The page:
International Conference on Gas Hydrates (ICGH) (6th : 2008)

KINETICS OF HYDRATE FORMATION AND DECOMPOSITION OF METHANE IN SILICA SAND. Nam, Sung Chan; Linga, Praveen; Haligva, Cef; Ripmeester, John A.; Englezos, Peter 2008-07-31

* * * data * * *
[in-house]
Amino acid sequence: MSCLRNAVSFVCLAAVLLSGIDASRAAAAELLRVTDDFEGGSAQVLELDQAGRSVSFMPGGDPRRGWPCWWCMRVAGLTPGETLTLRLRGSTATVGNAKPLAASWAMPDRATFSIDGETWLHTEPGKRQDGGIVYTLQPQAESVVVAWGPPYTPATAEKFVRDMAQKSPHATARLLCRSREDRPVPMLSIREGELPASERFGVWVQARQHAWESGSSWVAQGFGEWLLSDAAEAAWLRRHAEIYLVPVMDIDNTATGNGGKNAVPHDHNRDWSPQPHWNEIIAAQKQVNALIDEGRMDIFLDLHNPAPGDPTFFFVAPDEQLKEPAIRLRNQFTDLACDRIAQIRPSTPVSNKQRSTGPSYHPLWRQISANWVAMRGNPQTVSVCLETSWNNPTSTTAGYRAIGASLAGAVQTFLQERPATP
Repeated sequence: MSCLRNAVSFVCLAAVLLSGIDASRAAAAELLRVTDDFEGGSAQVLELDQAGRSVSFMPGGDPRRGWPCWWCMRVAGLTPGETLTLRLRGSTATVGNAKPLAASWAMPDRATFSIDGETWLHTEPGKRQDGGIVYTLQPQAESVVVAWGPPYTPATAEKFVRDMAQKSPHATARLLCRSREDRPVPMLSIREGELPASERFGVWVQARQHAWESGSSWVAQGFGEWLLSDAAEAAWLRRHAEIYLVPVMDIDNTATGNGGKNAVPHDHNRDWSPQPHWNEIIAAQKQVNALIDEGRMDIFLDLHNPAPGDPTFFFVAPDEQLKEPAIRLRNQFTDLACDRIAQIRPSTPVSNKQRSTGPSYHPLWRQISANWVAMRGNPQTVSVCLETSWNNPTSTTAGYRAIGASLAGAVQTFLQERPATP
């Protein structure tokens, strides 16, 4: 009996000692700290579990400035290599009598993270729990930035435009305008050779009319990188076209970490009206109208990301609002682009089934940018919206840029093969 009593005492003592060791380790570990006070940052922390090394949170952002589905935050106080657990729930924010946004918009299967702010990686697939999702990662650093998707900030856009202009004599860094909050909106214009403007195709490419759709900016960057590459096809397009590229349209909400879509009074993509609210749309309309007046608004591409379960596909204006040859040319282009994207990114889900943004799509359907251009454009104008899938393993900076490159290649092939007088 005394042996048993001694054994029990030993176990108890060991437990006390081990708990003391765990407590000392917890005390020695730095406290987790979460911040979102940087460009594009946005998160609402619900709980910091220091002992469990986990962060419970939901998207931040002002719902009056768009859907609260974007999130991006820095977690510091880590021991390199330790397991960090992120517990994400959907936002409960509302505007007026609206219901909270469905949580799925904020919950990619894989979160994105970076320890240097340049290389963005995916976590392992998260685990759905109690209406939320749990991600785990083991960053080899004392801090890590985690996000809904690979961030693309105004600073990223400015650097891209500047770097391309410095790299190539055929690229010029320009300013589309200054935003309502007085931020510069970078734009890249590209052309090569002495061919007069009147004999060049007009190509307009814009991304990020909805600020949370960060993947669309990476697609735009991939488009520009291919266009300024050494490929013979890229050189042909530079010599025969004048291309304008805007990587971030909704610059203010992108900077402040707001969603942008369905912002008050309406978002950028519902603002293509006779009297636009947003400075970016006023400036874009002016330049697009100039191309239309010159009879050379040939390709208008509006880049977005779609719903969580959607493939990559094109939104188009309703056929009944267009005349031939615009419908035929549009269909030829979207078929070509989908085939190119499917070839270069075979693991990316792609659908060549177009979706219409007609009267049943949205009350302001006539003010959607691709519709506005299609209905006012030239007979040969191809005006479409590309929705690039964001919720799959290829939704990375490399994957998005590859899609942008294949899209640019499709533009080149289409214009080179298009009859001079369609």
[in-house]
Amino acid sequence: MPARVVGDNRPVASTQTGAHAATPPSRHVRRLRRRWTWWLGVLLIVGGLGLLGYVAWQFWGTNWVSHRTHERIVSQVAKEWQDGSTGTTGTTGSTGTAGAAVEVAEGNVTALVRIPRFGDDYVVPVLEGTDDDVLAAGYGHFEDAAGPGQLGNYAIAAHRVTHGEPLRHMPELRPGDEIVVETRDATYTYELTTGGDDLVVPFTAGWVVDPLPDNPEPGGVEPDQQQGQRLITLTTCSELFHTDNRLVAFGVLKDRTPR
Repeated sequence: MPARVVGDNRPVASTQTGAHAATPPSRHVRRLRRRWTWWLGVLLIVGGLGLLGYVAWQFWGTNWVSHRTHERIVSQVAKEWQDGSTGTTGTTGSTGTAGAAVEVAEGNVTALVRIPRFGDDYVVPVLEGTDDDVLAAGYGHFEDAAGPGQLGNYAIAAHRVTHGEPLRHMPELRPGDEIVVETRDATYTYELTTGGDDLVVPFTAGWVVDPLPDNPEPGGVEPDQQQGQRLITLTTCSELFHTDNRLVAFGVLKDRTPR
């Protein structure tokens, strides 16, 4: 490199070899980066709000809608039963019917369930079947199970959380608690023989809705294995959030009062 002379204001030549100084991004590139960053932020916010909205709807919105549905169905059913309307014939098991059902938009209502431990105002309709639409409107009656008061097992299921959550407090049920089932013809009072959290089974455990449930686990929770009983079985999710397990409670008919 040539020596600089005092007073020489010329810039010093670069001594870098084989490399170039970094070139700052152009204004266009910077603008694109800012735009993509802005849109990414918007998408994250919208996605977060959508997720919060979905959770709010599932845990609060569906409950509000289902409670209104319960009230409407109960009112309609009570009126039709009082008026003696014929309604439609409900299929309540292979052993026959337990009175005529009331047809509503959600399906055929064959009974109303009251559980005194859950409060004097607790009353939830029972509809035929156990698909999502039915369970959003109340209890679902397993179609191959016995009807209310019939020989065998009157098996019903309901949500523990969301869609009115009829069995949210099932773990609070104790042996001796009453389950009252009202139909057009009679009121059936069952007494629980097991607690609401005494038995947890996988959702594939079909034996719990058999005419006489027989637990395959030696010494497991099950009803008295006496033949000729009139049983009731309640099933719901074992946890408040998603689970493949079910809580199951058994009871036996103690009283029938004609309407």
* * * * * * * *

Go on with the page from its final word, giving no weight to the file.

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KINETICS OF HYDRATE FORMATION AND DECOMPOSITION OF METHANE IN SILICA SAND   Sung Chan Nam1, Praveen Linga2, Cef Haligva2, John A. Ripmeester3 and Peter Englezos2*  1. Energy Conversion Research Department,  Korea Institute of Energy Research, Yuseong-gu, Daejeon, 305-343, Korea   2. Department of Chemical and Biological Engineering,  University of British Columbia,  Vancouver, BC, V6T 1Z3, Canada   3. Steacie Institute for Molecular Sciences,  National Research Council Canada, Ottawa, ON, K1A 0R6, Canada   ABSTRACT Kinetics of hydrate formation and decomposition of methane hydrate formed in silica sand particles were studied in detail at three temperatures of 7.0, 4.0 and 1.0? C, respectively. A new apparatus was setup to study the decomposition behavior of the methane hydrate formed in the bed of silica sand particles. Six thermocouples are placed in different locations to study the temperature profiles during hydrate formation and decomposition experiments. Gas uptake measurement curves for the formation experiments and the gas release measurement curves for the decomposition experiment were determined from the experimental data. Percent conversion of water to hydrates was significantly higher for the experiments conducted at 4.0 and 1.0? C compared to 7.0? C. Recovery of methane occurred in two stages during the decomposition experiments carried out with a thermal stimulation approach at constant pressure. Methane recovery in the range of 95 to 98% was achieved.  Keywords: Methane, gas hydrates, silica sand, decomposition, formation   INTRODUCTION: Natural gas hydrates are non-stoichiometic, crystalline, inclusion compounds [1, 2]. They are known to plug hydrocarbon pipelines [3] and to occur naturally in the earth [4]. The first indication of natural gas hydrates outside of the Soviet Union was the report by Stoll et al. [5] observing that the formation of natural gas hydrates can result in significant increases in the acoustic wave velocity in ocean sediments.. Based on wireline logs from two exploratory wells in the Mackenzie Delta, Canada, Bily and Dick [6] concluded that gas hydrates were contained in shallow sand reservoirs. As soon as the significance of the natural gas potential of gas hydrates stored in the earth was realized, efforts to develop extraction methods started [7-12].  Potential reserves of natural gas hydrates are over 1.5 x 1016 m3 and are distributed all over the earth on the land and offshore [13-16].  In order to reliably predict the feasibility of producing natural gas from hydrates several key information are needed namely [17]: (1) Abundance of hydrates in the selected reservoir, (2) Lithology and geologic structure of the reservoir, (3) Presence or absence of a free zone, (4) Arrangement of hydrate within the porous medium, (5) Permeability, relative permeability-saturation relationships, capillary pressure-saturation relationships, and thermal conductivity of the hydrate-bearing and hydrate-free medium, (6) Energy required to dissociate the hydrate, (7) Kinetics of dissociation.  Several of these needs are reservoir specific but others such as dissociation kinetics have components of general applicability that can be Proceedings of the 6th International Conference on Gas Hydrates (ICGH 2008), Vancouver, British Columbia, CANADA, July 6-10, 2008.  evaluated in the laboratory [17]. Two reports from the Los Alamos National laboratory presented the first state of the art and pointed out the difficulties associated with these gas recovery techniques [10, 18, 19]. Holder et al. [20] concluded that reservoir porosity and the thermal properties of the hydrates and the reservoir are determining factors that would enable a gas hydrate reservoir to produce gas in an energy efficient manner. It was also realized during these early studies that knowledge of the rate of hydrate decomposition is required although the term rate of decomposition is not precisely defined and more importantly it does not distinguish between intrinsic kinetic effects and those attributed to transport factors. Selim and Sloan [21] used thermal stimulation to decompose hydrates formed in porous media in the laboratory. The dissociation rate was found to depend on the thermal properties and the porosity of the reservoir. Further work reported from Sloan?s laboratory found that the endothermic hydrate decomposition process could cause such a temperature drop that would allow hydrates to re-form or ice to freeze [22, 23].    Although significant progress has been made regarding modeling and numerical simulation of natural gas hydrate reservoirs [24-30],  very few papers are available in the literature on experimental data on hydrate kinetics investigated in porous medium [17, 31-33]. Handa and Stupin [31] reported thermodynamic properties and dissociation characteristics of methane and propane in silica gel pores. Stern et al [32] observed the peculiarities of methane clathrate hydrate formation and solid state deformation. However, the conditions at which the observations [31, 32] were made are < 105 K and 10-3 Pa, whereas the natural environment for the samples is moderate pressures (approximately 3 to 10 MPa) and above-freezing temperatures [17].   Kneafsey et al. [17] studied hydrate formation of methane-water system in the presence of silica sand (Foundry 110, U. S. Silica, Berkeley Springs WV) with particle size primarily between 100 to 200?m. They studied methane hydrate formation/dissociation in a large X-ray transparent pressure vessel monitoring pressure and temperature. In addition, they monitored the local density changes using X-ray computed topography during the experiment. They observed that the rate of hydrate formation is not always proportional to the driving force in the porous medium. They also conclude the need for multiple means of measurement as critical for understanding hydrate behaviour during hydrate formation and decomposition. Tang et al. [33] studied the production behaviour of gas hydrate under thermal stimulation in unconsolidated segment. They reported that the gas production rate increased with time until it reaches a maximum, then it begins to decrease. However, hydrate content for all the experiments that were reported was less than 18.0 volume%.    The objective of this work is to study the kinetics of hydrate formation and decomposition of methane hydrates in the presence of silica sand. Key information like the gas uptake and gas recovery curves along with the percent conversion of water to hydrates and methane recovery rates are presented.   EXPERIMENTAL SECTION: Methane used for the present study was supplied by Praxair (UHP grade). The silica sand was supplied by Sigma Aldrich. Water used for the experiments was distilled and deionised. The silica sand has an average diameter of 329 ?m (diameter ranges from 150 to 630 ?m). BET surface area analysis of the sand showed that the silica sand used in this work is micro porous with a pore volume of 0.000152 cm3/g and a pore diameter of 0.90 nm.     Figure 1. Schematic of the apparatus Temperature controlled water bath  CR   R CR     ? Crystallizer       ER ? External Refrigerator R       ? Reservoir       CV ? Control Valve  DAQ  ? Data Acquisition  P1 & P2 ? Pressure transmitters T        ? Thermocouple CV  DAQ & PC G A S  S U P P L Y P1 P2    E R  T to vent A schematic of the apparatus is given in Figure 1. It consists of a crystallizer (CR) with a volume of 1236.05 cm3. The experimental set up also consists of a reservoir (R), which is used to collect the decomposed gas during hydrate decomposition. Both CR and R are immersed in a water bath. The temperature of the water bath is controlled by an external refrigerator. The apparatus is instrumented with two pressure transmitters and several thermocouples connected to a data acquisition system to record the pressure and temperature data. The apparatus also consists of a control valve coupled with a PID controller in order to decompose the hydrates at constant pressure. Six thermocouples are located inside the silica sand bed.   Hydrate formation procedure: The amount of silica sand placed in the crystallizer for each experiment is 914.1g (Height of silica bed = 7 cm). 198.5 ml of water is added into the sand. Once the crystallizer bed is setup the thermocouples are positioned and then the crystallizer is closed. The pressure in the crystallizer is then set to the desired experimental pressure (8.0 MPa) and the temperature is allowed to reach the experimental temperature. This is time zero for the formation experiment. Data is then logged in the computer for every 20 seconds. All hydrate formation experiments are carried out with a fixed amount of water and gas (closed system). The temperature in the crystallizer is maintained constant by an external refrigerator. When hydrate formation occurs, gas will be consumed and hence the pressure in the closed system drops. The experiment is allowed to continue until there is no significant change in the crystallizer pressure.  Pressure and temperature data are used to calculate the moles of methane consumed in the crystallizer (gas uptake) for hydrate formation. At any given time, the total number of moles (nT,t) in the system (crystallizer and the connecting tubing) remains constant and equal to that at time zero (nT,0). The total number of moles at any given time is the sum of the number of moles (nG) in gas phase (G) of the crystallizer and the number of moles (nH) in the hydrate phase. Thus, the number of moles of the gas that has been consumed for hydrate formation at time t = t is given by the following equation. H,t H,0 G,0 G,tn-n =n-n   (1) or H,t H,0G,0 G,tPV PV? n=n-n= -zRT zRT?????????????(2) where  H, ? n ?  is the number of moles consumed at any given time for hydrate formation, z is the compressibility factor calculated by Pitzer?s correlation [34] and G denotes the gas phase of the crystallizer.  Hydrate decomposition procedure: After the completion of hydrate formation experiment, the hydrates are decomposed at a constant pressure as follows. The pressure in the crystallizer is decreased to the desired pressure (20% above the equilibrium hydrate formation pressure). The temperature in the crystallizer is then allowed to become stable. This takes less then about 10 min. ? he temperature of the crystallizer is then increased to the desired value by heating the water bath with an external refrigerator/heater. This is time zero for the decomposition experiment. During the experiment, when the temperature of the crystallizer crosses the equilibrium phase boundary, hydrate starts to decompose and since the pressure in the crystallizer is maintained constant by the PID controller, the excess gas is released from the crystallizer and collected in the reservoir (R). The experiment proceeds until there is no further release of methane gas from the silica sand.  At any given time, the total number of moles (nT,t) in the system remains constant and equal to that at time zero (nT,0). The system in this case includes the crystallizer (CR), the reservoir (R) and the connecting tubing. The total number of moles at any given time is the sum of the number of moles (nG) in gas phase (G) of the crystallizer, the number of moles (nR) collected in the reservoir and the number of moles (nH) in the hydrate phase.  The number of moles of gas released from the hydrate at any time during hydrate decomposition can then be calculated as follows, H,0 H,t G,t G,0 R,t R,0n-n=n-n+n-n             (3) or H, G,t G,0 R,t R,0PV PV PV PV? n= - + -zRT zRT zRT zRT?????????????????????????(4)  The percent methane recovery is calculated for the decomposition experiment based on information obtained from its formation experiment and is calculated by the following equation.  H, H, (? n)% methane recovery 100(? n)??=?       (5) Where  H, ? is the number of moles of methane consumed for hydrate formation at the end of a typical formation experiment and  H, ? Results and discussion: Formation experiments were carried out at three different temperatures of 7.0, 4.0 and 1.0? C, respectively. The initial experimental pressure for all the experiments was 8.0 MPa. The experiment was allowed to continue until there was no further gas consumption for hydrate formation. This is indicated by a near-zero rate of pressure drop as seen in Figure 2 for a typical formation experiment. Time (hr)0 102030405060Rate of Pressure drop (kPa/hr)020406080Formation experiment (7.0 C, Pstart = 8.0 MPa)  Figure 2. Rate of pressure drop due to hydrate growth during hydrate formation  The number of moles consumed for hydrate formation is determined using equation 2 for the formation experiments. Figure 3 shows the gas uptake measurement curve for a formation experiment carried out at 7.0? C along with the temperature profiles of the thermocouples located inside the bed. Hydrate formation is an exothermic crystallization process. Hence during hydrate formation, heat is released which can be seen in the figure at 207 min. This point during hydrate formation is called the nucleation point or turbidity point. The temperature of the system is gradually restored to its set point due to the constant temperature bath controlled by an external refrigerator. The nucleation point is shown as an expanded graph in Figure 3.  Time (min)0 50 100 150 200 250 300Temperature (C)56789Moles consumed0.000.020.040.060.08T1T2T3T4T5T60 1000 2000 3000 4000 5000 6000Temperature (C)56789Moles consumed0.000.050.100.150.200.250.30T1T2T3T4T5T6 Figure 3. Gas uptake measurement curve at 7.0? C.  Figure 4 shows the gas uptake measurement curve for the formation experiment carried out at 1.0? C. It can be seen that the temperature profiles show several nucleation regions occurring during the formation experiment. The first temperature increase at the nucleation point can be seen in section A in the figure. In section B, the temperature increase is not localized and there is a larger consumption of gas for hydrate formation during that region. Overall, as can be seen in figure 4, hydrate formation does not proceed at a constant rate. Similar observation was made by Kneafsey et al.,[17] when hydrates were formed at 6.2 MPa and 1.1? C in the presence of silica sand with a particle size of 100 to 200 ?m. It can also be seen from figure 3 and 4 that the moles consumed for hydrate formation is higher for the experiment carried out at 1.0? C compared to the one conducted at 7.0? C. A similar trend was observed for the experiment carried out at 4.0? C. This is because multiple nucleation points were observed for formation experiments carried out at 4.0 and 1.0? C resulting in a significantly higher methane uptake.  Time (hr)0 102030405060Temperature (C)0123Moles consumed0.00.20.40.60.81.01.21.41.6T1T2T3T4T5T6A B Figure 4. Gas uptake measurement curve at 1.0? C  The conversion of water to hydrate during the formation experiment was determined using the gas uptake information. The hydration number for methane/water system was assumed as 6.1 for our calculations [35]. The conversion of water to hydrate was 11.0, 78.5 and 79.8 mol% for the experiments carried out at 7.0, 4.0 and 1.0? C, respectively. Experiments at 4.0? C and 1.0? C achieve the same level of water to hydrate conversion. However, there is a distinct difference in water to hydrate conversion percentages between 7.0? C and 4.0? C (i.e.11.0% vs. 78.5%).   After the end of each formation experiment, the hydrates are decomposed using thermal stimulation at a constant pressure. Decomposition experiments were carried out at constant pressure of 6.2, 4.6 and 3.5 MPa for the formation experiments carried out at 7.0, 4.0 and 1.0? C, respectively. The number of moles of methane released from hydrates is calculated using equation 4. Figure 5 shows the typical gas recovery curve obtained from the decomposition experiment with temperature as the driving force (? T= 4.0? C) at a constant pressure of 3.5 MPa. As it can be seen in the figure, there is no gas release till the temperature crosses the phase boundary. For this experiment, when the temperature crosses 3.0? C, hydrate starts to decompose and since the pressure in the crystallizer is maintained constant, the gas released is collected in the reservoir (R). Time (hr)048112Temperature (C)012345678Moles released0.00.30.60.91.21.5T1T2T3T4T5T6 Figure 5. Typical gas release measurement curve carried out at 3.5 MPa and a temperature driving force (? T) of 4.0? C . Time (hr)0 5 10 15 20Methane released from hydrates (mol)0.00.20.40.60.81.01.21.41.6Stage 1 Stage 2 Rate=0.15mol/hr Rate=0.037mol/hr Figure 6. Methane recovery from hydrate (Pexp = 3.5 MPa, ? T= 4.0? C)  Figure 6 shows the methane gas recovery as a function of time. Time zero in this figure is the time when methane is released from the hydrate during the decomposition experiment. As it can be seen in the figure, methane recovery occurs in two stages (Stage 1 & Stage 2). The recovery rates were calculated for the stages and are given in the figure. As expected the recovery rates are higher in stage 1 compared to stage 2 because the hydrate zone is being depleted of methane gas during the decomposition experiment. It is noted that the amount of methane is fixed (closed system). The percentage recovery of methane from hydrates for the decomposition experiments was determined using equation 5 and found to be 96.0, 97.6 and 98.1 for the experiments carried out at 8.2, 4.6 and 3.5 MPa, respectively.  CONCLUSIONS: A new apparatus was set up to study methane hydrate formation and decomposition behavior in silica sand. Hydrate formation experiments were studied at there different temperatures of 7.0, 4.0 & 1.0? C, respectively. Multiple nucleation points were observed for formation experiments carried out at 4.0 and 1.0? C resulting in a significantly higher methane uptake. This resulted in achieving a higher percent conversion of water to hydrates in the range of 78 to 80%. Decomposition experimental procedure adopting thermal stimulation approach was carried out for recovering methane from hydrates. Methane recovery occurred in two stages during the decomposition experiments. Methane recovery in the range of 95 to 98% was achieved.  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